Holbeach St Marks

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Holbeach St Marks
Holbeach St Marks - geograph.org.uk - 29014.jpg
Holbeach St Marks
Holbeach St Marks is located in Lincolnshire
Holbeach St Marks
Holbeach St Marks
Location within Lincolnshire
OS grid referenceTF377312
• London95 mi (153 km) S
Shire county
Sovereign stateUnited Kingdom
Post townSpalding
Postcode districtPE12
AmbulanceEast Midlands
UK Parliament
List of places
52°51′41″N 0°02′41″E / 52.861254°N 0.044592°E / 52.861254; 0.044592Coordinates: 52°51′41″N 0°02′41″E / 52.861254°N 0.044592°E / 52.861254; 0.044592

Holbeach St Marks is a fenland village in the South Holland district of southern Lincolnshire, England. It is 4 miles (6 km) north from Holbeach, 3 miles (5 km) from The Wash, and at the centre of Holbeach Marsh.

The village church is dedicated to St Mark, and was built to the designs of Ewan Christian in 1868-69. In 1964 Pevsner mentioned that it was almost a copy of Christian’s Christ Church church at Gedney Dawsmere 4 miles to the east. It is constructed of red brick with stone bands, a brick-faced interior, lancet windows, and a combined nave and apse. The slate roof holds a bellcote.[1]

T. H. White was once a resident at the village’s New Inn public house.[2]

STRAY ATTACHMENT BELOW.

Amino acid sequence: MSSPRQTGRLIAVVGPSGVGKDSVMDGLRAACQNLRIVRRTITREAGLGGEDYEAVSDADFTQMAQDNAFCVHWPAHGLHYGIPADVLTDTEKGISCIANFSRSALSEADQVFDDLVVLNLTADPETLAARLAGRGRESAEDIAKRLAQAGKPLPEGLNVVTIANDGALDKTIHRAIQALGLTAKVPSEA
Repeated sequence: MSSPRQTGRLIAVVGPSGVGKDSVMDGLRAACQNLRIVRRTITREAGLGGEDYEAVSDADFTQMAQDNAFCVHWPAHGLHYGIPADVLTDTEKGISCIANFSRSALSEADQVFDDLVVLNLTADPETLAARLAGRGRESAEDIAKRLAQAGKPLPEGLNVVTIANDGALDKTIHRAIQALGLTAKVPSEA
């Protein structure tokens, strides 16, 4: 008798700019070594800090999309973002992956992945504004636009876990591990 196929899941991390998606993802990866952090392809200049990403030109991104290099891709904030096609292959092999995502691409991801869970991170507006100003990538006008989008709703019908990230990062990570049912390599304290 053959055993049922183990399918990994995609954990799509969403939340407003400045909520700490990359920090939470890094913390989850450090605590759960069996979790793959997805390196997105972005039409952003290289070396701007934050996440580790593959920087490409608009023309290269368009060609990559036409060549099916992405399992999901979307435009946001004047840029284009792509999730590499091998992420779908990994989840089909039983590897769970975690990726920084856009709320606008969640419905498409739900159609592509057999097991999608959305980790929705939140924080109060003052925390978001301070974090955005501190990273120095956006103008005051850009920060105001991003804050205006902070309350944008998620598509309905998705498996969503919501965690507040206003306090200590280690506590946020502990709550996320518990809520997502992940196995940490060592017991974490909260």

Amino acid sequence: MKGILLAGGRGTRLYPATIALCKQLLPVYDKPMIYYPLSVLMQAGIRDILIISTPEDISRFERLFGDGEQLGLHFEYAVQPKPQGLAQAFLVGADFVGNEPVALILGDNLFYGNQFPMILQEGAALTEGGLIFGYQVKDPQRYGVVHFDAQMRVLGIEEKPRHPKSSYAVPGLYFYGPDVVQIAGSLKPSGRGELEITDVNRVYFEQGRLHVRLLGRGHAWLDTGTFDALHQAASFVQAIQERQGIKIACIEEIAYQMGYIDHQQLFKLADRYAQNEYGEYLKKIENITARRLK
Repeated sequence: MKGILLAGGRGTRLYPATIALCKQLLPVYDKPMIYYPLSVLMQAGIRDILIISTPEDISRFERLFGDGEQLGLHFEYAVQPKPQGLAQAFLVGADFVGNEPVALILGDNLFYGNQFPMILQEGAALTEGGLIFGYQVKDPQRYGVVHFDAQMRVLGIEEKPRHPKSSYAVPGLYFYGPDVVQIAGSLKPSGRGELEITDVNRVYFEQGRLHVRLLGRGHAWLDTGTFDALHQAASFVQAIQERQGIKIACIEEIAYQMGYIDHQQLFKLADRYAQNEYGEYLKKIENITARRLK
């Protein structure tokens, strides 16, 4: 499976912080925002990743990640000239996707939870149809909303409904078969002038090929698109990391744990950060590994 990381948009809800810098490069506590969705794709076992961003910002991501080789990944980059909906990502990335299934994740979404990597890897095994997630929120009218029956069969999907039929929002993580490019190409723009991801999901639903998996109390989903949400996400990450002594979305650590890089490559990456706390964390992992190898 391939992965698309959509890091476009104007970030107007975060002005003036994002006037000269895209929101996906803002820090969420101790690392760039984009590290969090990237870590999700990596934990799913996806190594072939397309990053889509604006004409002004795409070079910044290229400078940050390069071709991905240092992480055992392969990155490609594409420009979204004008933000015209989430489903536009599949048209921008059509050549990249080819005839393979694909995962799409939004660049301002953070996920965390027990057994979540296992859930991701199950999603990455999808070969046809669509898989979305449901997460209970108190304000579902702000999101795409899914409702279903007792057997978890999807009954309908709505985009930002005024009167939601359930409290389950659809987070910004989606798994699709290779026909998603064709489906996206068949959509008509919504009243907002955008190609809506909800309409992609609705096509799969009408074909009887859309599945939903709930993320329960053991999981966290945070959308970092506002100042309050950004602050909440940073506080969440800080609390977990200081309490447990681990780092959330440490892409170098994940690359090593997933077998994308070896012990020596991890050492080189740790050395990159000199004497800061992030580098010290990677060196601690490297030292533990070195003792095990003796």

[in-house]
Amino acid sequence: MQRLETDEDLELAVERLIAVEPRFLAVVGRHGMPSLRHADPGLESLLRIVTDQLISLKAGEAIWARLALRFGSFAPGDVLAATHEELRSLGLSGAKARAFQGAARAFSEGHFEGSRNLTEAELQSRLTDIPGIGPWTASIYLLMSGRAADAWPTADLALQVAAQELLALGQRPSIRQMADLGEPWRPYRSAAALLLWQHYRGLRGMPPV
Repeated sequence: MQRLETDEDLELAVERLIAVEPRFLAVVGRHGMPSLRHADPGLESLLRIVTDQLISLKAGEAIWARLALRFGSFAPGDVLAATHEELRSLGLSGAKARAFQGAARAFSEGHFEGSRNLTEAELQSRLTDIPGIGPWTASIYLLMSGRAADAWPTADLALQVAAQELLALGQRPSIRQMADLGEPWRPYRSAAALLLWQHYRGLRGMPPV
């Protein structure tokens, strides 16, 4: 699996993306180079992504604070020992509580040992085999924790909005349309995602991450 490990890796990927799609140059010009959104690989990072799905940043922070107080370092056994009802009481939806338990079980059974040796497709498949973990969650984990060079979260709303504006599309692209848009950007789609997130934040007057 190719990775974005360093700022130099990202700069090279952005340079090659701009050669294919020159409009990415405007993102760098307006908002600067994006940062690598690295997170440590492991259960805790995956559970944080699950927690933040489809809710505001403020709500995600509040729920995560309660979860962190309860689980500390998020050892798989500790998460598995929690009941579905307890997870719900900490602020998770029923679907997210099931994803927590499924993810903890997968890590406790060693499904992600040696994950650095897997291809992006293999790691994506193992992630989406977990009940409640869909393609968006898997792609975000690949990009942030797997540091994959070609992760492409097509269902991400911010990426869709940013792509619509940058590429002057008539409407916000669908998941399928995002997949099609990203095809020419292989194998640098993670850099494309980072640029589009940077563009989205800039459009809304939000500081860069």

The village school is the Holbeach St Mark's Church of England Primary School for mixed gender 4 to 11 year olds, providing for pupils in the village and surrounding area.[3]

Holbeach St Marks was home to the Tinsley Food plant, a major county employer supplying Safeway and Marks and Spencer. In 2001 it closed its factory with the loss of 850 jobs.[4]


  1. ^ Pevsner, Nikolaus; Harris, John; The Buildings of England: Lincolnshire p. 575; Penguin, (1964); revised by Nicholas Antram in 1989, Yale University Press. ISBN 0-300-09620-8
  2. ^ Townsend Warner, Sylvia (1967) T H White: A biography, Cape with Chatto & Windus.
  3. ^ “The Holbeach St Mark’s Church of England Primary School: Inspection report” Archived 25 April 2012 at the Wayback Machine, Ofsted (2008). Retrieved 27 October 2011
  4. ^ “Workers stunned by factory closure”, BBC News, 19 September 2001. Retrieved 27 October 2001

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